Copyright © 2009 Dera R. Williams

Monday, October 5, 2009

Memory Monday- The Little Rock Nine

I was too young to remember the Little Rock Nine, the nine black students who integrated Central High School in Little Rock, Arkansas in 1957. I was born there and at two years-old moved with my parents to Oakland, California. We were frequent visitors to Arkansas, but it was not until I was much older did I read about and realize the sacrifices those young people and their families made.

I read several of the Little Rock Nine memoirs, and I am currently reading Carlotta Walls Lanier’s account, A Mighty Long Way: My Journey to Justice at Little Rock Central High School. The youngest of the nine at 14, Walls Lanier would not speak of the ordeal; so traumatized was she, for thirty years. She left Little Rock in 1960, as did her immediate family after the bombing of her home. Lanier Walls was a bright, ambitious, intelligent young lady, who just wanted to best education possible to secure the future she felt she deserved, yet there were thousands of people who tried to take that basic right away from her. And Why? Because they were threatened by the color of her skin and threatened that their way of life would be changed. Arkansas’ Governor Faubus was determined to keep the six girls and three boys from entering Central High by calling out the National Guard. Angry white parents taunted, threw things, berated these youngsters, their faces full of hate. But Daisy Bates, a journalist and activist who was born in my mother’s hometown of Huttig, was unafraid of standing up to the white establishment that dared violate these young people’s rights to an educated as mandated by the 1954 Brown vs. the Board of Education ruling.

This past summer I visited Little Rock, along with my mother, sister and niece as part of our family reunion in the southern part of Arkansas. It is a much different city then it was in 1957. You would never have known this was formerly a Jim Crow city. We spent a lot of the time visiting and reliving the history of that city. We visited my parents’ alma mater, Philander Smith College, the Mosaic Templar Museum on 9th Street, other museums. We also visited Central High and the majestic school’s architecture is amazing. Lanier Walls gives the history of how this school came to be built and why she so wanted to attend. Earlier this year, monuments were erected to the Little Rock nine on the Capitol grounds and we of course, visited that. We took lots of pictures at both places.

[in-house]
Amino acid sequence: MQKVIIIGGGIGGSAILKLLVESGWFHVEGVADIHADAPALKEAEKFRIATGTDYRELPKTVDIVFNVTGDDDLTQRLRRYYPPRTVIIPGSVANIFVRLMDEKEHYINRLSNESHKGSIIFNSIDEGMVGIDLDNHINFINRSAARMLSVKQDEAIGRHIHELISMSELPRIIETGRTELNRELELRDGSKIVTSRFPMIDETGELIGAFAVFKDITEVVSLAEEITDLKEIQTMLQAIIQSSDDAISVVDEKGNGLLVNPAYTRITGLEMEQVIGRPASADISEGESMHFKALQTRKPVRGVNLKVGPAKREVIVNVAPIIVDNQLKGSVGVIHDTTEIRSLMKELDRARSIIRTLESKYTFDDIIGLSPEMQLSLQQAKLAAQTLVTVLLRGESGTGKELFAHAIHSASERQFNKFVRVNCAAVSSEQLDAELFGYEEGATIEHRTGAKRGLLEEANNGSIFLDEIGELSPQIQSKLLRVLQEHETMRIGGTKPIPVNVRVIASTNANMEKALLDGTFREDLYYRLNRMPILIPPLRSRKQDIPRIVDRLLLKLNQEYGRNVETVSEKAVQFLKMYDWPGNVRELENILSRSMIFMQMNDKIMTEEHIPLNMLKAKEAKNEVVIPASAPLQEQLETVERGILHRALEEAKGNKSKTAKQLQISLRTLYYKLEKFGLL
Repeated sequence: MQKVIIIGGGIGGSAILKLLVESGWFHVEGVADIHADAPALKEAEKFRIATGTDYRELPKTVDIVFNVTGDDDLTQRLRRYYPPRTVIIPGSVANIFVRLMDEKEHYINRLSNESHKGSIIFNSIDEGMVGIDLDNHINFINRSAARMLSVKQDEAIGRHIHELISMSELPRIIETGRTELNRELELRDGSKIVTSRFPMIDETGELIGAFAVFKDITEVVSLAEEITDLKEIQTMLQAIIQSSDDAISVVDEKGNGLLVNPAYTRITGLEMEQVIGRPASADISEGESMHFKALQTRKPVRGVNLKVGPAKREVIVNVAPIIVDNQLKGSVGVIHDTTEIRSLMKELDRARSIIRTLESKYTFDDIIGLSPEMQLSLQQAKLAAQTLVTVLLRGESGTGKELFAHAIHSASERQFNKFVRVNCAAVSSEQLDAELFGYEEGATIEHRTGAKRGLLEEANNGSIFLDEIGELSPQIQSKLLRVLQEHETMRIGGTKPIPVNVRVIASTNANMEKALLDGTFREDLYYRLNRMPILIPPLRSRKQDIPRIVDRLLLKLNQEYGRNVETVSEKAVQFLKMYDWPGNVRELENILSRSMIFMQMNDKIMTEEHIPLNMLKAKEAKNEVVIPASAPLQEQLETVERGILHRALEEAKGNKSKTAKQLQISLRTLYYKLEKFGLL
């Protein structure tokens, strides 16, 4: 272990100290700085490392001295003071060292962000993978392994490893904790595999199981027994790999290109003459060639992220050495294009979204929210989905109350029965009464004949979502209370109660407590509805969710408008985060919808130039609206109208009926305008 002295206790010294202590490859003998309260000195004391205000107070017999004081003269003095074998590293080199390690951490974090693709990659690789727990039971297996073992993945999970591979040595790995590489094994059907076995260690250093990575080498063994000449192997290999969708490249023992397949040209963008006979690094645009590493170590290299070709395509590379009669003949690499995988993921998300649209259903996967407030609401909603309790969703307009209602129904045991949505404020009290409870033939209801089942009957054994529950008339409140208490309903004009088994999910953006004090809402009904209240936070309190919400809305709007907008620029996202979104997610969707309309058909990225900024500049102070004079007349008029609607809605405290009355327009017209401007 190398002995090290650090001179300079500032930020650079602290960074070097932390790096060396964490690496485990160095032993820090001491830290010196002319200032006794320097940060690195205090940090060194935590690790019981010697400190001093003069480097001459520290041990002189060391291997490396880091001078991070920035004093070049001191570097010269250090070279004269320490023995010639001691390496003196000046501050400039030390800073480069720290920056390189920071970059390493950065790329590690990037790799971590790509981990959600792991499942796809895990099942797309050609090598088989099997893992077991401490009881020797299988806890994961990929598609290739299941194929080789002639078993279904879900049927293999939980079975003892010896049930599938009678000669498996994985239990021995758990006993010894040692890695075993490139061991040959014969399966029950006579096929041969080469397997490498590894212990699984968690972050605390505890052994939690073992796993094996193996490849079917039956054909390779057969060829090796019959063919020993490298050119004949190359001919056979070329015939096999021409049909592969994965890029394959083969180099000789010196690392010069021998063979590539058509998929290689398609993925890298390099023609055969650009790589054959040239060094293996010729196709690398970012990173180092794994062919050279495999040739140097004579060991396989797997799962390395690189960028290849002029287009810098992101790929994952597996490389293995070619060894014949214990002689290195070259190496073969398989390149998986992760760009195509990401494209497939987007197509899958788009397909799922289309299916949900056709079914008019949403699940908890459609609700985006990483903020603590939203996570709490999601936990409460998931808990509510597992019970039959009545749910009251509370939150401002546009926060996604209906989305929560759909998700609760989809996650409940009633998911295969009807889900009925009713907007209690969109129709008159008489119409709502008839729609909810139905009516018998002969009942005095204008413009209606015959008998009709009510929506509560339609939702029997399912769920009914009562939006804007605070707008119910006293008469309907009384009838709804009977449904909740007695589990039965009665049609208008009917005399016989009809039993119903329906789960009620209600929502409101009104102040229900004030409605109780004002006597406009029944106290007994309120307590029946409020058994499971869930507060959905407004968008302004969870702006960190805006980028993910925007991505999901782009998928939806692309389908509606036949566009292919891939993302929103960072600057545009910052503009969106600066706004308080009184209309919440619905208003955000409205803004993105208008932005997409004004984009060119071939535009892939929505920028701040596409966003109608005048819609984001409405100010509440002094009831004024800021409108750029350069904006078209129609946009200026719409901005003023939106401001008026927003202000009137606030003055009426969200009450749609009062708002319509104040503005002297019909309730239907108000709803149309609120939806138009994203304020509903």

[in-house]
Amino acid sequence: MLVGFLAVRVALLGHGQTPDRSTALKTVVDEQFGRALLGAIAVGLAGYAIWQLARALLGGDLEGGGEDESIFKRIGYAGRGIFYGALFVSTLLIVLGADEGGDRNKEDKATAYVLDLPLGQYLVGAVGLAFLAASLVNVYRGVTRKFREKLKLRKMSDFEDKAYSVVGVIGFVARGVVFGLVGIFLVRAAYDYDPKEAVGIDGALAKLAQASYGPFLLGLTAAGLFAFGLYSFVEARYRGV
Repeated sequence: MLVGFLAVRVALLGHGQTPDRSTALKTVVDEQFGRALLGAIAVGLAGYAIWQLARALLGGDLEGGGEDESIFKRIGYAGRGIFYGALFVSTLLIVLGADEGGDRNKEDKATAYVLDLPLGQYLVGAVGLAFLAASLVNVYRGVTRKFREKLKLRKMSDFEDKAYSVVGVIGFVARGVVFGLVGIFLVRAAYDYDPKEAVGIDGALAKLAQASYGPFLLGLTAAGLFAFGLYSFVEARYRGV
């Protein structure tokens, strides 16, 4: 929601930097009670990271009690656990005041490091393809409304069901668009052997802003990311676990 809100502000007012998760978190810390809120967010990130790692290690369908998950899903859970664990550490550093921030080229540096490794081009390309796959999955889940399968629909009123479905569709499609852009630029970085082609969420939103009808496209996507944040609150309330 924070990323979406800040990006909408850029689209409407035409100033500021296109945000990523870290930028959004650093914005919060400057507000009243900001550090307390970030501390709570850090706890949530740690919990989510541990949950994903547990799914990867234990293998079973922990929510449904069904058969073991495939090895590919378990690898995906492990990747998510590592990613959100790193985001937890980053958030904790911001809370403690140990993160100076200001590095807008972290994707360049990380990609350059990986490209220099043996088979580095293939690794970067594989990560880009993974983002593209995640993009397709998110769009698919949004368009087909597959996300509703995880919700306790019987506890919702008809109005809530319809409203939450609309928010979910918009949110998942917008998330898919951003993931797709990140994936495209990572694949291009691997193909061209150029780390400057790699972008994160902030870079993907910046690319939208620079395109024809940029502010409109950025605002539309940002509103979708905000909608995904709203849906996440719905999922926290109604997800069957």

Last year in 2008, Soledad O’Brien of CNN featured Central High in her Black in America series. Little Rock schools are totally integrated, I dare say, more integrated than the schools in Oakland. So it pained me that now that black students can freely attend Central High--- which is still considered prestigious, that the students self-segregate themselves and that black students are routinely herded into low-achieving classes. I know this is not endemic to Little Rock particularly but a symptom of the inequality of the educational and economic structures of this country. However, I am proud of the great many prominent African Americans that graduated from Central High and those faces I saw in the glass cases honoring high-achieving students. All in all, I have to say I am pretty much proud of my birth home.

Enjoy the pictures.